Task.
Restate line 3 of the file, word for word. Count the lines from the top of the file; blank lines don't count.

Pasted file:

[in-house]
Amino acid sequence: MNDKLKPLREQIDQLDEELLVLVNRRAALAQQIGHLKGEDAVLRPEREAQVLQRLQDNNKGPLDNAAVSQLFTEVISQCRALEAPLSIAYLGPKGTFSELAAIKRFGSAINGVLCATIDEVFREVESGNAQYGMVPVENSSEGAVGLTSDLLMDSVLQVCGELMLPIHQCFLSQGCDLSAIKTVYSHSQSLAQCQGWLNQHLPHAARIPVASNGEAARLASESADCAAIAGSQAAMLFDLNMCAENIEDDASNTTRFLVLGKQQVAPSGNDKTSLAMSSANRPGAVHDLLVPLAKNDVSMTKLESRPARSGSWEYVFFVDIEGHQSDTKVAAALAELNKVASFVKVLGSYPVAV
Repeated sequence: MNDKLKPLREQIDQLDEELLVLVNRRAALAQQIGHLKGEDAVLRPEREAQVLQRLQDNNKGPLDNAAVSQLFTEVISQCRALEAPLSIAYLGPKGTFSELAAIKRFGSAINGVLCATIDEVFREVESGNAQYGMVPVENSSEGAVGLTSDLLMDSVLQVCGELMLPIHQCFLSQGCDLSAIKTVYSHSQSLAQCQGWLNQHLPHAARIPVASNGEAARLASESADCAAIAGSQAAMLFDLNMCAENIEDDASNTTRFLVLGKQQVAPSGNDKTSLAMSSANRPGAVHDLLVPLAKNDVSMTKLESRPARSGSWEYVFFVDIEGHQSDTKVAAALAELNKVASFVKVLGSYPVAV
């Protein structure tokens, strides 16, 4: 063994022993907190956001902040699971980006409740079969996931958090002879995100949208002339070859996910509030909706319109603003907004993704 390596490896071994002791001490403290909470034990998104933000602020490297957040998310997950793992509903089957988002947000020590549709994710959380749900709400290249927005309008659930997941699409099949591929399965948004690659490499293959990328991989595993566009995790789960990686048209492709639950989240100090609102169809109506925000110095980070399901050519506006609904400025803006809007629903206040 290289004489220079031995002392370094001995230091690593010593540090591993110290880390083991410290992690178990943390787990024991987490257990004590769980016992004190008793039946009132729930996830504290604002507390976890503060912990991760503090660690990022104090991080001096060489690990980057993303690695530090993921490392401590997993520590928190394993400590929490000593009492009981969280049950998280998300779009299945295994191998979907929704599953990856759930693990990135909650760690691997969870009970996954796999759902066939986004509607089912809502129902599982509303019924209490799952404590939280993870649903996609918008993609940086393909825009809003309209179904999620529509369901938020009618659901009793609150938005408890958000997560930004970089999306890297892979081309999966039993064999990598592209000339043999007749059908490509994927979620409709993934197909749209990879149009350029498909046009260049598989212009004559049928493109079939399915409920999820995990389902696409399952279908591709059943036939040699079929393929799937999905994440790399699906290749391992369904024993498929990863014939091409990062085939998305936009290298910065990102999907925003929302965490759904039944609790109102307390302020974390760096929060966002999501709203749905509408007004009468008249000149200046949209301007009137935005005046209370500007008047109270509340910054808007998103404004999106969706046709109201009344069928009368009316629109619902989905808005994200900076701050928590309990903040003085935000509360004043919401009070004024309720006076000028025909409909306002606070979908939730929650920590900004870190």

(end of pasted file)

Repeated sequence: MNDKLKPLREQIDQLDEELLVLVNRRAALAQQIGHLKGEDAVLRPEREAQVLQRLQDNNKGPLDNAAVSQLFTEVISQCRALEAPLSIAYLGPKGTFSELAAIKRFGSAINGVLCATIDEVFREVESGNAQYGMVPVENSSEGAVGLTSDLLMDSVLQVCGELMLPIHQCFLSQGCDLSAIKTVYSHSQSLAQCQGWLNQHLPHAARIPVASNGEAARLASESADCAAIAGSQAAMLFDLNMCAENIEDDASNTTRFLVLGKQQVAPSGNDKTSLAMSSANRPGAVHDLLVPLAKNDVSMTKLESRPARSGSWEYVFFVDIEGHQSDTKVAAALAELNKVASFVKVLGSYPVAV